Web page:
I’m a big fan of using holidays (major holidays and even the so called made up marketing holidays) and seasons as a basis for planning your shopper marketing activities, in places like social media and inside stores. Some folks from Mars Wrigley Confectionery gave a presentation focused on the Halloween holiday and how to think of it in terms of several “mini events” in an effort to stretch out the season and create more purchase opportunities.

You may be tempted to think of some holidays as just a one-day events, but in reality most holidays are made up of several mini events that we can leverage in our shopper marketing. For example, Mars shared a case study for the current, 2018 Halloween season that’s in market right now. Companies like Mars are launching their Halloween shopper marketing campaigns as early as August now.

How many mini events can you think of for the Fall/Halloween season? Turns out, there’s a lot and some depend upon age and life phase. For example, to connect with parents of young children around Halloween season, here are just a few of the “mini events” (and buying opportunities) you can build shopper marketing around:

  • Home decorating (for fall and then again for Halloween) – 2 encouraging people to have the best house on the block.

  • Pumpkin picking.

  • Booing (and also the adult version, “boozing.”)

  • Costume hunting.

  • Trick or treating.

  • School parties.

  • Neighborhood parties (suburban.)

  • At-home parties (pizza is super popular.)

My favorite from this list is booing. If you’re located in the USA and live in a suburban area + have young children, you might know about this. The case study that Mars shared indicated that just 7% of Americans currently participate in booing. For retailers located in suburban areas, this is a ripe opportunity just waiting to be picked.

 My house just got booed this week!

My house just got booed this week!

 Some Halloween merchandising I noticed recently at a Whole Foods Market

Some Halloween merchandising I noticed recently at a Whole Foods Market

Here are some ways that retailers can connect with parents in suburban areas around the mini event of booing.

  • In-store shopper marketing like end caps that invite shoppers to boo their neighbors. For a limited time, curate a special selection of products ideal for booing – boo bags, tags, candy. Because you usually only boo a few houses (we do two) and because you’re likely to boo peoples’ homes that you know well, you can encourage better quality, more expensive candy for these, than candy given out in much larger amounts for trick or treating.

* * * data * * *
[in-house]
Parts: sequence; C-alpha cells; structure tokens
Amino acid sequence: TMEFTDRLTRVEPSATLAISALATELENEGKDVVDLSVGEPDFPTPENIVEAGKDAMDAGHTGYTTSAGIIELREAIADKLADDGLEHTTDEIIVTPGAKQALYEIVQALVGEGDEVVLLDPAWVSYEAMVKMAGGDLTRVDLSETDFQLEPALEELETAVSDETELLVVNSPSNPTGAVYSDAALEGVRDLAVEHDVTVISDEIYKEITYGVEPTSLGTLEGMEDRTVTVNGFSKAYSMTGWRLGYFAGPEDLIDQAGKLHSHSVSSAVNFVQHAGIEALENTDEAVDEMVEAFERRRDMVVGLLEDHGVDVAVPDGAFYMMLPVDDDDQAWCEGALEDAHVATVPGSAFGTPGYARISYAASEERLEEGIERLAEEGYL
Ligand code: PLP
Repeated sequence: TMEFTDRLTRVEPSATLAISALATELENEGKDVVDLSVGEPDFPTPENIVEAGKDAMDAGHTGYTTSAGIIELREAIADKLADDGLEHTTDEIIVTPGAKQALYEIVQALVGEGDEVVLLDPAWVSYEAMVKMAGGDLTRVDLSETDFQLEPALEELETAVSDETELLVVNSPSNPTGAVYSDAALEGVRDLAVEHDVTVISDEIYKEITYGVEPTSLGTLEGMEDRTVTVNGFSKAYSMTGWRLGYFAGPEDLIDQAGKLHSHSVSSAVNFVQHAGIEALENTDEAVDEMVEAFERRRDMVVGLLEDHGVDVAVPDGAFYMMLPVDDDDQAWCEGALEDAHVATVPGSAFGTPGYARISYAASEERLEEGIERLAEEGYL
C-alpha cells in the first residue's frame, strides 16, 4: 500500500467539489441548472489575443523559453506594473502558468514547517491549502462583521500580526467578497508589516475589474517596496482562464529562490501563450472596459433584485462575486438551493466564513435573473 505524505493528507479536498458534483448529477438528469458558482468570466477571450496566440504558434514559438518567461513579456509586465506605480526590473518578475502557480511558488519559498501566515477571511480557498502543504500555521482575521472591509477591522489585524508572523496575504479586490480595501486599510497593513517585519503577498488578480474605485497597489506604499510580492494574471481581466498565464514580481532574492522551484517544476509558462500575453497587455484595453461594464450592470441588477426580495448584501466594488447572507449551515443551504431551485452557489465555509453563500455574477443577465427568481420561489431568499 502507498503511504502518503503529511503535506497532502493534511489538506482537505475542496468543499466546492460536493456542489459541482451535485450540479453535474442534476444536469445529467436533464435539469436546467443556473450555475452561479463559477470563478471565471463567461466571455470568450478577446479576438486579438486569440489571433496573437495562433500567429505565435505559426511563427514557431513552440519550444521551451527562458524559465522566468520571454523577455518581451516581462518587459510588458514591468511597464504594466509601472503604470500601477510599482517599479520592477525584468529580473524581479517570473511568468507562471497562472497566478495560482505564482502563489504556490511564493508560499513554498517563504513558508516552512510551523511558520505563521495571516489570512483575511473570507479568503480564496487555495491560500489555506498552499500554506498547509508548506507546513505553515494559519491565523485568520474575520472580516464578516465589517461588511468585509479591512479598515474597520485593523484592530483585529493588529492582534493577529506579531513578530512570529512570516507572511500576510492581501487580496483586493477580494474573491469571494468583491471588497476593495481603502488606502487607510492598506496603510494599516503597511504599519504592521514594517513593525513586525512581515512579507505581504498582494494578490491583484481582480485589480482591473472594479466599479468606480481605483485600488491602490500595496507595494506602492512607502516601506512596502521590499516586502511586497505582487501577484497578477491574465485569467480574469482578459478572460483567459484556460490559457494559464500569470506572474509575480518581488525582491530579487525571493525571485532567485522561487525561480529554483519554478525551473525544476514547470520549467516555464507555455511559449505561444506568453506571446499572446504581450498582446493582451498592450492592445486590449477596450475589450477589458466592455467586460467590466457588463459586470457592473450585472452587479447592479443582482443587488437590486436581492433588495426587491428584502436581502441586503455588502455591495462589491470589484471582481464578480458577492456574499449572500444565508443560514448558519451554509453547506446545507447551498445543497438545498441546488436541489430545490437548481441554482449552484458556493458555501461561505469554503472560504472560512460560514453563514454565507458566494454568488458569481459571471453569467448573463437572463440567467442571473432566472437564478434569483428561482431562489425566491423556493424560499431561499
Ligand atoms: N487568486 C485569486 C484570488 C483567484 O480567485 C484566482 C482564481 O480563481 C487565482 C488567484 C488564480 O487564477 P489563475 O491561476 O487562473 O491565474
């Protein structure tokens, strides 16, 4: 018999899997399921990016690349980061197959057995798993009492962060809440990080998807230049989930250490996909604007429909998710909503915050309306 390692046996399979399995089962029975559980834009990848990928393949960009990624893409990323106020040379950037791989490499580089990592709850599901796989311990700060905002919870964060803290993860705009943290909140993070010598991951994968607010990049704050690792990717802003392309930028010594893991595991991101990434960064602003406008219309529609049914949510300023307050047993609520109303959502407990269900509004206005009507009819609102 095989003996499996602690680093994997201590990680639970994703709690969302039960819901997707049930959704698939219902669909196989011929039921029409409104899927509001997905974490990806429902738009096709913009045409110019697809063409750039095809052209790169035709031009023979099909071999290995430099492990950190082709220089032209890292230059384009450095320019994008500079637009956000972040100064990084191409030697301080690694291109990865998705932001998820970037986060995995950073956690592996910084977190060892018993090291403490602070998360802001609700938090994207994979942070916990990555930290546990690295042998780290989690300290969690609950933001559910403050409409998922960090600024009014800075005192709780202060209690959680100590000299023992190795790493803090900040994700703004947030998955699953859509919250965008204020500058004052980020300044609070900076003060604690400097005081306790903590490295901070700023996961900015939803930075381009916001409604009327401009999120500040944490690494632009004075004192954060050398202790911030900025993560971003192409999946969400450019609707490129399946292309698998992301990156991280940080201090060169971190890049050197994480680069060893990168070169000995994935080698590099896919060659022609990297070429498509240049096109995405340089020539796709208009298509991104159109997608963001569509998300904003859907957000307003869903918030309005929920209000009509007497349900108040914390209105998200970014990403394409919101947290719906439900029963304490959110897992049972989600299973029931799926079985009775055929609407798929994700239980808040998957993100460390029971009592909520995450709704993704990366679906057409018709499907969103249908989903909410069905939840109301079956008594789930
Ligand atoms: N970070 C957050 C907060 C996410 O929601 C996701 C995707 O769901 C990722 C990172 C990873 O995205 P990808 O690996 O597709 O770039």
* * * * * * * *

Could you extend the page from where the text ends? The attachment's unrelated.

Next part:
• Educational signage that offers guidance on booing, why to do it and what to include in your boo bag.

  • Host a Halloween prep in-store event one weekend sampling healthier candy and sweets options + educate on fun ways for families to celebrate the season.

  • Website landing page and accompanying social media and email marketing driving people to a site all about making their boo bag the best on the block.

In fact, Green Purse PR creates an annual list of holidays, specifically for food companies. It’s called our Holidays List for Food Marketing. It’s a social media planning resource we created for the first time for 2018 and we just released our 2019 edition. Click here to download our 15-page list of holidays for food marketing.

 Halloween merchandising at The Market inside The Twitter Building, San Francisco, California

Halloween merchandising at The Market inside The Twitter Building, San Francisco, California

 Target’s Halloween section, Hyde and Eek!

Target’s Halloween section, Hyde and Eek!

 Teal Pumpkin Project for Halloween at Target

Teal Pumpkin Project for Halloween at Target

 Halloween signage at Target

Halloween signage at Target

 Lisa of Green Purse PR meeting with exhibitors at the show. Photo source: Path to Purchase Expo.

Lisa of Green Purse PR meeting with exhibitors at the show. Photo source: Path to Purchase Expo.

 Lisa of Green Purse PR listening to one of the workshops. Photo source: Path to Purchase Expo.

Lisa of Green Purse PR listening to one of the workshops. Photo source: Path to Purchase Expo.

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- Lisa Mabe-Konstantopoulos, Founder, Green Purse PR